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2020: The Centenary of the Most Important Breakthrough in the History of Economics

By Mark Hendrickson

January 2020

Mark Hendrickson is an economist who recently retired from the faculty of Grove City College, where he remains a fellow for economic and social policy at the Institute for Faith and Freedom. This essay was written and published in the Epoch Times.

In 1920, Austrian economist Ludwig von Mises published an essay, “Economic Calculation in the Socialist Commonwealth,” which he subsequently expanded into his 1922 600-page masterpiece, “Socialism: An Economic and Sociological Study.” Mises proved, with irrefutable logic, that socialism was inherently unviable. He didn’t merely argue that socialist experiments, such as in the newly formed Soviet Union, would not succeed, but demonstrated that they literally could not succeed in bringing prosperity to the masses.

Mises’ explanation of the impossibility of a socialist system to improve the economic wellbeing of a populace is this: With the state in charge of economic production, production is no longer oriented toward satisfying the most urgent needs and wants of the people. Consequently, state-decreed prices don’t reflect how much value the people attached to various goods. Instead of prices serving as useful traffic signals that allocate scarce resources according to supply and demand, and thereby direct and coordinate production rationally, prices under socialism are arbitrary and economically meaningless.

With prices totally divorced from value, it’s impossible for anyone, including government officials, to calculate profit and loss—i.e., to determine whether the existing wealth of society is being increased or diminished by current production processes. Consequently, socialist economic planners inevitably fly blind. Without intending to, they command the overproduction of goods that people don’t want, while failing to produce enough of what they do want.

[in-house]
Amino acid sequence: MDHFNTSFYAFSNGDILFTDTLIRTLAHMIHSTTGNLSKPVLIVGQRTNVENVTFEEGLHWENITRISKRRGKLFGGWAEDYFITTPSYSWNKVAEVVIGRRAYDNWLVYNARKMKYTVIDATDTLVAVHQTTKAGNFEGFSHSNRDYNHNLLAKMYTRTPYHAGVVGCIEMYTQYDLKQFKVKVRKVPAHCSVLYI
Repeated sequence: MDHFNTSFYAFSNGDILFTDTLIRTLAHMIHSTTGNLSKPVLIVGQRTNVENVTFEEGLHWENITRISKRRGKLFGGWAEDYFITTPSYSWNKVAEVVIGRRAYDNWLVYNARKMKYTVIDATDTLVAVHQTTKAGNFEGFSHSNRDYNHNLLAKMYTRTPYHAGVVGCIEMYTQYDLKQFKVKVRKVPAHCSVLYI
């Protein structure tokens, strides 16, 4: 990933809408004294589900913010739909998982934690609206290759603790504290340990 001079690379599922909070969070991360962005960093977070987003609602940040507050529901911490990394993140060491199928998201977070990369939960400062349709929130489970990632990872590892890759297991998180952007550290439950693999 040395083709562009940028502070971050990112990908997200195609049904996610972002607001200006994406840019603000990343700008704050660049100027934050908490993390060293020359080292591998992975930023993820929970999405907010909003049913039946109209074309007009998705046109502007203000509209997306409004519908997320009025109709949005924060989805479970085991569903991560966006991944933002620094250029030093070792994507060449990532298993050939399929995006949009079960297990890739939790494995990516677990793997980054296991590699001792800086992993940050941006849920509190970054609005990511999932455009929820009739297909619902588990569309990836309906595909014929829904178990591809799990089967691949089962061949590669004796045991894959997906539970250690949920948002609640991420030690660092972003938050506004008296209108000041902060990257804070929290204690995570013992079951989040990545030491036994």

The contrast with free markets is stark. In free markets, firms that excel in creating value for consumers earn profits (representing new wealth that has come into being) and are able to expand production. Conversely, firms that don’t serve consumers well, but consume scarce resources in uneconomic production, shut down. Under socialism, with no way to distinguish profitable, wealth-creating production from unprofitable, wealth destroying production, the government simply props up all firms indiscriminately. In doing so, the socialist leaders fulfill their promise to provide everyone with a job, but at a horrible cost: Without a mechanism—prices that communicate value—by which to calculate profit and loss, the socialist state inevitably supports and prolongs inefficient and uneconomic production.

That destroys wealth and inevitably makes the socialist society poorer.

It boggles the mind to contemplate how many human beings—literally billions of them—could have been spared the deprivations and depredations of socialist economic planning if only Mises’ explanation had been heeded. Now, a century later, with the historical evidence of socialism’s miserable failures in the USSR, Maoist China, Cuba, North Korea, Venezuela, et al. having grimly played out in accord with Mises’s explanation of economic law, it’s astonishing that any intelligent adult would favor socialism over private property and free markets.

Who is at fault for this tragic blindness? One can’t blame the man on the street for ignorance about the problem of economic calculation; Mises’s writings on socialism are pretty heavy going. But there’s no excuse for the economics profession remaining largely silent on this matter. It’s disheartening to see most economists veering off into all sorts of esoteric academic theories—many of them depressingly trivial—when they could sound an alarm to protect people from the economic harm that socialism inevitably inflicts.

The failure of today’s economists to alert people to a profound economic truth—the fatally flawed ideology of socialism— is a case of professional misfeasance, if not malpractice.

The best thing the economics profession could do in 2020 would be to make amends for past negligence and do a better job of making sure that more people understand the great economic breakthrough of 1920.

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